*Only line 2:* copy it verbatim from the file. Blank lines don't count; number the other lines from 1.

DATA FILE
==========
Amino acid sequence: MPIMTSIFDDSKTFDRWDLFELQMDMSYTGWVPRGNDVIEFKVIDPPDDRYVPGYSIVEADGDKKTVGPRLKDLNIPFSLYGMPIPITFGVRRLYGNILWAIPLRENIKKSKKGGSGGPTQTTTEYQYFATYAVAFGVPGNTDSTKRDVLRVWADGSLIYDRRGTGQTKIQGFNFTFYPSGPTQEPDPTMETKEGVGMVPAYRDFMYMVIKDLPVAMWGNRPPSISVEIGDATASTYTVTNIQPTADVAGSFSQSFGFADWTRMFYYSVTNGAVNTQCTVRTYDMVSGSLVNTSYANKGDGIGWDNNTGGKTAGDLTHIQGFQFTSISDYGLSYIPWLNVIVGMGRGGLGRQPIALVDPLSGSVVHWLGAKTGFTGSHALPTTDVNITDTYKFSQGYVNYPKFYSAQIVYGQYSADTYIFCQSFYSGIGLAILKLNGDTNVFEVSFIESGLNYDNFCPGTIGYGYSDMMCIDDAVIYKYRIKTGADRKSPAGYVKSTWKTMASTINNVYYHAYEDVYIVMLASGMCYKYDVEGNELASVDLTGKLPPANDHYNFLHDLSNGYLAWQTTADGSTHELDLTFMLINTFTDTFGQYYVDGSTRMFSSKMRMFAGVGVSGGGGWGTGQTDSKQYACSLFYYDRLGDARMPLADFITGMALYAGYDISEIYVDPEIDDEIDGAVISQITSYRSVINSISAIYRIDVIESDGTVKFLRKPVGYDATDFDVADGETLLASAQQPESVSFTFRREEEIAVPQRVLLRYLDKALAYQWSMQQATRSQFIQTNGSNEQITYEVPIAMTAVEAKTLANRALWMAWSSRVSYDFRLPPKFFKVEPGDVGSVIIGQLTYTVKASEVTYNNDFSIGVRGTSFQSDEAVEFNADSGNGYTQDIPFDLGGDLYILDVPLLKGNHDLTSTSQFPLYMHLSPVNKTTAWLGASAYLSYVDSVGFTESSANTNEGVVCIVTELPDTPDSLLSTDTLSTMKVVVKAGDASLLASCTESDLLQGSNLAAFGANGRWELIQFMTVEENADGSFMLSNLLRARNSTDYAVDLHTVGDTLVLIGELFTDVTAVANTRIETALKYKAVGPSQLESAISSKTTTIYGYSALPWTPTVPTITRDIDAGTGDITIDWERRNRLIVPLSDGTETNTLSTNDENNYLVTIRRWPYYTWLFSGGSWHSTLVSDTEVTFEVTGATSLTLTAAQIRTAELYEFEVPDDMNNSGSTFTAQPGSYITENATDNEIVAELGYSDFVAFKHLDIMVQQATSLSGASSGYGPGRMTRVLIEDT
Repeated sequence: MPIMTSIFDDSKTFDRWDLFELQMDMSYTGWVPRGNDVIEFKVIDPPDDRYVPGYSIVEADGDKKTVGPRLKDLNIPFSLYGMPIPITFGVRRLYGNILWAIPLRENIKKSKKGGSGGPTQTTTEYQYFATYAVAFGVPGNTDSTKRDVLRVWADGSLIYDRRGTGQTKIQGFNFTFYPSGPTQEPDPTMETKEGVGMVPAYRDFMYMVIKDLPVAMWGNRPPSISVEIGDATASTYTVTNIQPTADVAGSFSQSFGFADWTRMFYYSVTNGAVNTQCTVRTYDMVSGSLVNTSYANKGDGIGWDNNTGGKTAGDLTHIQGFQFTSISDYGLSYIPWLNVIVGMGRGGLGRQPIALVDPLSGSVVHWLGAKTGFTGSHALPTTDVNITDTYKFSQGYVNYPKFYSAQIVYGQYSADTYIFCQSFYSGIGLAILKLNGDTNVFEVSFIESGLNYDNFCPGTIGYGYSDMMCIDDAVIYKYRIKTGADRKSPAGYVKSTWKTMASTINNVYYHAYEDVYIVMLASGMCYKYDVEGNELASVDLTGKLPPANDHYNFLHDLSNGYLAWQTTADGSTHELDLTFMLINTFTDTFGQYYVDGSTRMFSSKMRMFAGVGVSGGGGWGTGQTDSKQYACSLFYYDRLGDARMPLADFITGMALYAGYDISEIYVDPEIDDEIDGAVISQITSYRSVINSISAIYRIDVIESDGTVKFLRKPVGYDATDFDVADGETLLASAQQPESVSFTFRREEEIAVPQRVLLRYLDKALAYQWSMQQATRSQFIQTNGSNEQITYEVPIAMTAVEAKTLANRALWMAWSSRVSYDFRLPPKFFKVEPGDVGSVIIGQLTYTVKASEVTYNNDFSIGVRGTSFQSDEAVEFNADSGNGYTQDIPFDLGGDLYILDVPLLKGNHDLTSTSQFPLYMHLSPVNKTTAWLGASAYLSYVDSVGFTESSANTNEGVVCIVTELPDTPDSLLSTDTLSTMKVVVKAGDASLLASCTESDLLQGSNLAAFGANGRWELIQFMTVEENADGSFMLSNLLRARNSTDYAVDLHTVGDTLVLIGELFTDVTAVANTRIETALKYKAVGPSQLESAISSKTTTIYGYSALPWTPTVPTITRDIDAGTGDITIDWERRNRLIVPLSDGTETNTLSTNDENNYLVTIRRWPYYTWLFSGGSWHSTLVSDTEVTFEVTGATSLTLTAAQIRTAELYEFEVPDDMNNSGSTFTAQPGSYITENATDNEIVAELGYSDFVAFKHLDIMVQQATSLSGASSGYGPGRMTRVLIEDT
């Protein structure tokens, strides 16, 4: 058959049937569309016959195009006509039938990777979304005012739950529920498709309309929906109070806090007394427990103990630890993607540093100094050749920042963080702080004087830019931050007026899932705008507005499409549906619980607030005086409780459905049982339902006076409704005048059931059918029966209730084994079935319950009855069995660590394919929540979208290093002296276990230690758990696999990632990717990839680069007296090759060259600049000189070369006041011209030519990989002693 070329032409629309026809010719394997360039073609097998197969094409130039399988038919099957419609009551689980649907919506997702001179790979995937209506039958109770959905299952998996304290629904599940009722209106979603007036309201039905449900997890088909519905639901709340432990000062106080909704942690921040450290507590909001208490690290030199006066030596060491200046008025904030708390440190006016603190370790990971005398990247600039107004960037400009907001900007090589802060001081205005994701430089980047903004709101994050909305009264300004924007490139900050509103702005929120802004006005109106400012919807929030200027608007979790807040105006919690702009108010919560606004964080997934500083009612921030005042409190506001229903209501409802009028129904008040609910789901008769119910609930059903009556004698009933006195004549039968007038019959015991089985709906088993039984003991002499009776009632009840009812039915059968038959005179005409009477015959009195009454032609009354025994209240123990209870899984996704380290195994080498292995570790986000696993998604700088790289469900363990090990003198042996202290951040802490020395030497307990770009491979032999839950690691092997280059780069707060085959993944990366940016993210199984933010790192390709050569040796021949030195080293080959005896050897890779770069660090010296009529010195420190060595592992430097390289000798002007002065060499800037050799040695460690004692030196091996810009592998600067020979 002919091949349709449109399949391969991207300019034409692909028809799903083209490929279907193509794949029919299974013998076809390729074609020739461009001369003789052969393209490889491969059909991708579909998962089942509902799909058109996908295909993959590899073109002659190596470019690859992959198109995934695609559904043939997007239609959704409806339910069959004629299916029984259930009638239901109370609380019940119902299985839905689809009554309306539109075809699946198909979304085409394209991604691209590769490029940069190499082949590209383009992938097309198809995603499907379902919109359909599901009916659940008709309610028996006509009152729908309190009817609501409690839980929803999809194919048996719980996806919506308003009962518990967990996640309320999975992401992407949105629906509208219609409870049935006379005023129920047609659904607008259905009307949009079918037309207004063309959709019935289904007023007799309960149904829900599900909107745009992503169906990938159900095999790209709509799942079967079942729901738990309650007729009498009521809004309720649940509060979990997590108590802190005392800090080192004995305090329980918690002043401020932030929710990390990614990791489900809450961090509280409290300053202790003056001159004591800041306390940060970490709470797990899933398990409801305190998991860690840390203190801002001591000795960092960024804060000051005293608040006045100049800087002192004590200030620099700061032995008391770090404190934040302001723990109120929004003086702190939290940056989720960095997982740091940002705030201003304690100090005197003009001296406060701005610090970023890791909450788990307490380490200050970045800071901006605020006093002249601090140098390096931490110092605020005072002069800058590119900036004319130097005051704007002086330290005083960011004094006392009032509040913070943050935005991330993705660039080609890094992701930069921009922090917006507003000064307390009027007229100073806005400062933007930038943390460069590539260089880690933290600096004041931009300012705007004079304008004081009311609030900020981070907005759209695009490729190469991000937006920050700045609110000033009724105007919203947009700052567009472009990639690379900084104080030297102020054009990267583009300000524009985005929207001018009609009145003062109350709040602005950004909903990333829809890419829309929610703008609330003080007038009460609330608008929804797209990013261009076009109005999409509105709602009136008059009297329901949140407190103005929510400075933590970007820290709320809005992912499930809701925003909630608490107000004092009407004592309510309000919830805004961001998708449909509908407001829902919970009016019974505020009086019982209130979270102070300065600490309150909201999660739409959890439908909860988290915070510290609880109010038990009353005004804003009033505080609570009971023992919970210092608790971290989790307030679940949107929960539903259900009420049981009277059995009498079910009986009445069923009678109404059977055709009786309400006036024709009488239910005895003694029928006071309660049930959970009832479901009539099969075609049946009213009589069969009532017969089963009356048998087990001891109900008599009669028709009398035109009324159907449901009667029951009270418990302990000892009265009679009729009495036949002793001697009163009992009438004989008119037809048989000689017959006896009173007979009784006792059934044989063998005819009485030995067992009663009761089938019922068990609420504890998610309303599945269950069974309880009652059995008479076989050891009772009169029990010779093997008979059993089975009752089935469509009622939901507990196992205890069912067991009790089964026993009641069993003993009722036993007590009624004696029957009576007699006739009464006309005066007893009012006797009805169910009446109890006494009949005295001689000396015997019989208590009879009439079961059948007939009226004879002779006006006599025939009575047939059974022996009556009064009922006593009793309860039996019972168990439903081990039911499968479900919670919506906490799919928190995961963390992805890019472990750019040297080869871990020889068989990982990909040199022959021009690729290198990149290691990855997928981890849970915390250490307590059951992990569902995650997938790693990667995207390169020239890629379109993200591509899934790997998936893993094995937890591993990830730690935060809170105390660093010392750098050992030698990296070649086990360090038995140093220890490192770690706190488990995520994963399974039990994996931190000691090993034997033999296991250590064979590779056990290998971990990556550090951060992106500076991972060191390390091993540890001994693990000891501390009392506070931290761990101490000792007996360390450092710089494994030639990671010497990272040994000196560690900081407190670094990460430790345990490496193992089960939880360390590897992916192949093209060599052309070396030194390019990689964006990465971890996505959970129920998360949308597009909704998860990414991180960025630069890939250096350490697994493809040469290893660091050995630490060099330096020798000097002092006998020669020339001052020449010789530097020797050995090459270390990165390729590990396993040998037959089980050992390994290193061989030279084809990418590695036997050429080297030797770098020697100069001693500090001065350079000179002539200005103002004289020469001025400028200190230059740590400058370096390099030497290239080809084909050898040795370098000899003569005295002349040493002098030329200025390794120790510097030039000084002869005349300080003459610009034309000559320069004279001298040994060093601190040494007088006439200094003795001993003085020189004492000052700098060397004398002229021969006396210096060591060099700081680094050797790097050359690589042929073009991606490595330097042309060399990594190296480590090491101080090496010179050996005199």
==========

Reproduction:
Repeated sequence: MPIMTSIFDDSKTFDRWDLFELQMDMSYTGWVPRGNDVIEFKVIDPPDDRYVPGYSIVEADGDKKTVGPRLKDLNIPFSLYGMPIPITFGVRRLYGNILWAIPLRENIKKSKKGGSGGPTQTTTEYQYFATYAVAFGVPGNTDSTKRDVLRVWADGSLIYDRRGTGQTKIQGFNFTFYPSGPTQEPDPTMETKEGVGMVPAYRDFMYMVIKDLPVAMWGNRPPSISVEIGDATASTYTVTNIQPTADVAGSFSQSFGFADWTRMFYYSVTNGAVNTQCTVRTYDMVSGSLVNTSYANKGDGIGWDNNTGGKTAGDLTHIQGFQFTSISDYGLSYIPWLNVIVGMGRGGLGRQPIALVDPLSGSVVHWLGAKTGFTGSHALPTTDVNITDTYKFSQGYVNYPKFYSAQIVYGQYSADTYIFCQSFYSGIGLAILKLNGDTNVFEVSFIESGLNYDNFCPGTIGYGYSDMMCIDDAVIYKYRIKTGADRKSPAGYVKSTWKTMASTINNVYYHAYEDVYIVMLASGMCYKYDVEGNELASVDLTGKLPPANDHYNFLHDLSNGYLAWQTTADGSTHELDLTFMLINTFTDTFGQYYVDGSTRMFSSKMRMFAGVGVSGGGGWGTGQTDSKQYACSLFYYDRLGDARMPLADFITGMALYAGYDISEIYVDPEIDDEIDGAVISQITSYRSVINSISAIYRIDVIESDGTVKFLRKPVGYDATDFDVADGETLLASAQQPESVSFTFRREEEIAVPQRVLLRYLDKALAYQWSMQQATRSQFIQTNGSNEQITYEVPIAMTAVEAKTLANRALWMAWSSRVSYDFRLPPKFFKVEPGDVGSVIIGQLTYTVKASEVTYNNDFSIGVRGTSFQSDEAVEFNADSGNGYTQDIPFDLGGDLYILDVPLLKGNHDLTSTSQFPLYMHLSPVNKTTAWLGASAYLSYVDSVGFTESSANTNEGVVCIVTELPDTPDSLLSTDTLSTMKVVVKAGDASLLASCTESDLLQGSNLAAFGANGRWELIQFMTVEENADGSFMLSNLLRARNSTDYAVDLHTVGDTLVLIGELFTDVTAVANTRIETALKYKAVGPSQLESAISSKTTTIYGYSALPWTPTVPTITRDIDAGTGDITIDWERRNRLIVPLSDGTETNTLSTNDENNYLVTIRRWPYYTWLFSGGSWHSTLVSDTEVTFEVTGATSLTLTAAQIRTAELYEFEVPDDMNNSGSTFTAQPGSYITENATDNEIVAELGYSDFVAFKHLDIMVQQATSLSGASSGYGPGRMTRVLIEDT